Monday, September 10, 2012

What made my higher power hard to find

I wasn't raised to NOT talk about the three taboo dinner topics, religion, politics or sex.  Well, if I was, I don't remember. My dad speaks of almost nothing else but politics.  Election years are rough around these parts for folks that are on the other side of his voting preference.  He believes those folks are wrong and that he can change their minds.

I have spent a lot of time talking about all of them.  And I have very strong opinions, as most do, about all three.  What I am about to say is not meant to offend, enrage, or piss you off.  I am only stating my truth and how I roll.  I don't care how you chose to roll with any of the above mentioned, as long as you don't tell me how to do it either.  Cool?

Having said that, I am going to talk about religion and my higher power.  Sit tight, this won't hurt a bit.

Being in a 12-step program means that I had to find a higher power.  This was no easy task for me because I don't believe in god like many people believe in god.  Well, not the god that many of my American friends believe in.  Here is how that may or may not have come about for me.

Growing up, we went to church, and did the church stuff.  I got my first communion, went to Sunday School, the whole bit.  I saw church as boring and a bummer.  I believed in the whole Jesus deal and everything that went with it, the best I could, with what I was taught.  We were never really taught about what a relationship with Christ could do for us, we were just made to go to church.  There was no spirituality taught really, just another thing we "had" to do.

As I mentioned before, my mom died when I was 16.  She was 46.  She had lung cancer that lasted one year, She was horrifically sick that year and it took her life at such a tragically young age.  That is where any belief in god, any hope that religion could help me, or any thought that I would be taken care of, left me.  I knew there was no god after that.  No one was in control of anything.  No fucking way would a god that loved us, do that to her, or to me.  I shut that door tight.  I shut the door on trusting anything would ever be okay again.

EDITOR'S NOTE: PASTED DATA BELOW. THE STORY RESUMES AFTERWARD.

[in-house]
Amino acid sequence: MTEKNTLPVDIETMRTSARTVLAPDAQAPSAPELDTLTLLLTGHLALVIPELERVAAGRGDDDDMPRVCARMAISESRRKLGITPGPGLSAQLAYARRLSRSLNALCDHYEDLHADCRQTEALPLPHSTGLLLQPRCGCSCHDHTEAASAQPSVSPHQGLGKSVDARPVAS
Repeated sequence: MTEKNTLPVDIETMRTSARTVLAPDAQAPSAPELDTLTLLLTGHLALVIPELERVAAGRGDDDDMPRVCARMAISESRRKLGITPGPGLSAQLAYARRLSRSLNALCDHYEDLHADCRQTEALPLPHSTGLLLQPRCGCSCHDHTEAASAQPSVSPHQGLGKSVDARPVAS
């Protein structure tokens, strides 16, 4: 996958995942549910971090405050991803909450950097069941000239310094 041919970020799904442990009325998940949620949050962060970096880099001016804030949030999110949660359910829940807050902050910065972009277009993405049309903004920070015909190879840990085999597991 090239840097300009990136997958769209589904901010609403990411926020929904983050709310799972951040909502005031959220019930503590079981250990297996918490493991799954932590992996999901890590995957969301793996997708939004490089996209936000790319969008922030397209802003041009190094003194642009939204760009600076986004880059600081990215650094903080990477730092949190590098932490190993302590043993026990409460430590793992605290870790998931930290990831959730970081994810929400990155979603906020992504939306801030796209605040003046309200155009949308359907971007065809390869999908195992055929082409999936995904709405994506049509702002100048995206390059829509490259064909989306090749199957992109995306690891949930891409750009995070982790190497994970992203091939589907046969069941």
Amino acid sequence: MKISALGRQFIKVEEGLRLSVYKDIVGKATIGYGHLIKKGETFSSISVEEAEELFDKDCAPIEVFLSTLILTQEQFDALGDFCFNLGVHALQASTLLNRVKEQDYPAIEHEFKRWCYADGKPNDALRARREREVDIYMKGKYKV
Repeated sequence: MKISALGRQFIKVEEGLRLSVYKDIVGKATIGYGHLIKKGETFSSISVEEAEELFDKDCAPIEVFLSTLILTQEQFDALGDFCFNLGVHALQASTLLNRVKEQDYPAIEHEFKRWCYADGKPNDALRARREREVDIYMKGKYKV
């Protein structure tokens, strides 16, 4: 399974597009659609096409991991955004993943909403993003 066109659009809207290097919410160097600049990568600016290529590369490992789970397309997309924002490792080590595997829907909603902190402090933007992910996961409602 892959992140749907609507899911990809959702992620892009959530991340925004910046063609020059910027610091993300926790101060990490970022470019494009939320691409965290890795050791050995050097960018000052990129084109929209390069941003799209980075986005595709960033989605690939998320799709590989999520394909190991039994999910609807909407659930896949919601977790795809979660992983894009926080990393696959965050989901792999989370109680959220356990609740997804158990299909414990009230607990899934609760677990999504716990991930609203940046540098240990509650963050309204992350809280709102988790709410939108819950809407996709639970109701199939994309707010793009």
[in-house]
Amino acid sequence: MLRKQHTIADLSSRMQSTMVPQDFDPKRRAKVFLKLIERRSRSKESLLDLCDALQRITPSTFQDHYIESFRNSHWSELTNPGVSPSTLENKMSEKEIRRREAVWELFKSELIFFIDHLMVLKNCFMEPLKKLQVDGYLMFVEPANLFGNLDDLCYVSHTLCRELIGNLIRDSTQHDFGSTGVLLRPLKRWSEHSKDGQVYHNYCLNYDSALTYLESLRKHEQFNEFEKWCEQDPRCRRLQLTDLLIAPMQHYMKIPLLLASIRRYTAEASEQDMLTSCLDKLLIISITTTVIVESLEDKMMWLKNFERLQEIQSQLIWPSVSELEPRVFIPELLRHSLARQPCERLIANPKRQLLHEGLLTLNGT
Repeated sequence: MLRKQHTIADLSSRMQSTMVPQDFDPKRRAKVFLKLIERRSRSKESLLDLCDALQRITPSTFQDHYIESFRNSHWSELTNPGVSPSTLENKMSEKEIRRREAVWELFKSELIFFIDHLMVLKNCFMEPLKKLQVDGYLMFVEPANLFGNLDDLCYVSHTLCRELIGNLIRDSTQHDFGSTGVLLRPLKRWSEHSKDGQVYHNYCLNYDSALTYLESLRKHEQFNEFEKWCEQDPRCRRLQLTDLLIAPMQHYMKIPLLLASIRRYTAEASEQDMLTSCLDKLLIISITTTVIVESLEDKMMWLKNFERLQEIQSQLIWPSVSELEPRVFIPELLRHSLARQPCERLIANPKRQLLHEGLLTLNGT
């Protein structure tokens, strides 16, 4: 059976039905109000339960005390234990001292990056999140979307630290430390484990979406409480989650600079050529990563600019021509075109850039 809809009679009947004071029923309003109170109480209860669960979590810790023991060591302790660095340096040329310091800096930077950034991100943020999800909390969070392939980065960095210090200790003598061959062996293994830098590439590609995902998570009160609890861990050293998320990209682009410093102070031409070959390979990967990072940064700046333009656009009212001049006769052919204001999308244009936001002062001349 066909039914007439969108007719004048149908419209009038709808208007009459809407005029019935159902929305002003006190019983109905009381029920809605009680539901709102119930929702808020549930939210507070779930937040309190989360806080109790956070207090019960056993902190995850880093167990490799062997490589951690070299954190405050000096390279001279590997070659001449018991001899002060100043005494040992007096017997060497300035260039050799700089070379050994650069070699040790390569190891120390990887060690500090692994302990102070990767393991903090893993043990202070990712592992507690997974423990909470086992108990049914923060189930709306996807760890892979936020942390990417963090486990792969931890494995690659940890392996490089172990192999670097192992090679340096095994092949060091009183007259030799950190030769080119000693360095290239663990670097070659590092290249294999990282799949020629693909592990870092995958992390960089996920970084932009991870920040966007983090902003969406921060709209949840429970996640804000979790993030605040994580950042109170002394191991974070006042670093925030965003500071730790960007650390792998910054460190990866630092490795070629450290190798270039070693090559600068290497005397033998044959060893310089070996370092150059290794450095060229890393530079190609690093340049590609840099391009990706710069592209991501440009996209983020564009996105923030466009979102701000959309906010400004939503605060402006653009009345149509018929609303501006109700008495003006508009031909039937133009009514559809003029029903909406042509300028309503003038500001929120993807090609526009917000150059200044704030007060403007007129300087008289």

When I hear people say, "my loved one's cancer is gone, god is great.  It is the power of prayer.  I KNEW that god would take care of us," it makes no sense to me.  Because I can guarantee everyone that just as many people prayed for my young mom and our family.  But she got sick and died anyhow.  A god didn't fix that for me at all.  And I just assumed that god hated me, I felt abandoned, and I walked away from any belief in a god or any higher power.  Well... there are MANY other reasons for me, but that is the one that really stopped me dead in my already wavering, faith-tracks.

So when I first looked into outpatient treatment, I searched the yellow-pages for a treatment center that DID NOT use the Twelve Steps.  Because god is mentioned WAY too much in those and I thought it was a cult.  "A god of our understanding" just plainly meant I was going to have to believe in god.  And I didn't want anything to do with god.  There was no way I was going to get sucked into that.  I had trouble finding such a place, where I live.  So I just bit the bullet and decided to go anyway. I was beginning to surrender, and ready to THINK about trying anything to get sober.

As I was introduced to the steps, and the language, I couldn't wrap my head around a"god of my understanding."  I felt like I had to have something specific to believe in.  I sought out people who weren't religious in the program. I looked into all kinds of other religions or beliefs, well...the top three, mostly. I read books by people who were Atheist or Agnostic and did the 12-steps.  None of them really fit.  I couldn't feel it.  I felt doomed.  I couldn't stop feeling like this program wouldn't work for me, because I couldn't commit to anyone else's ideas.  This is another reason I relapsed.  I tried to skip this part.

This last bout of sobriety, (and hopefully the everlasting) I have come to find a higher power.  The most important thing about this, first and foremost, is that the higher power isn't me.  I am not in charge of jack shit.  I surrendered the idea that I had to find THE god of my understanding.  I just went through the motions of the program, practiced letting go, and tried to grasp onto the feeling of doing the next right thing.  I don't have to have THE god to do this program.  I just have to make it more simple.  I use the earth and the universe.  Good energy out, good energy in.  Simply put, I do the next right thing, and the next right thing will come.  Even if it is a shitty thing that comes, I try to do the next right thing.  It all will work out as it is meant to.  It works for me.

Don't get me wrong, I do the wrong action all of the time.  But I don't need to do anything but try again.  To try and be a good citizen of the earth by taking care of myself and respecting those around me, one thing at a time.  I feel more connected to that concept than any organized religion or a man in the sky.  I can see, breathe, and love the earth on which I am standing. Also, love the people on it. Corny, but true.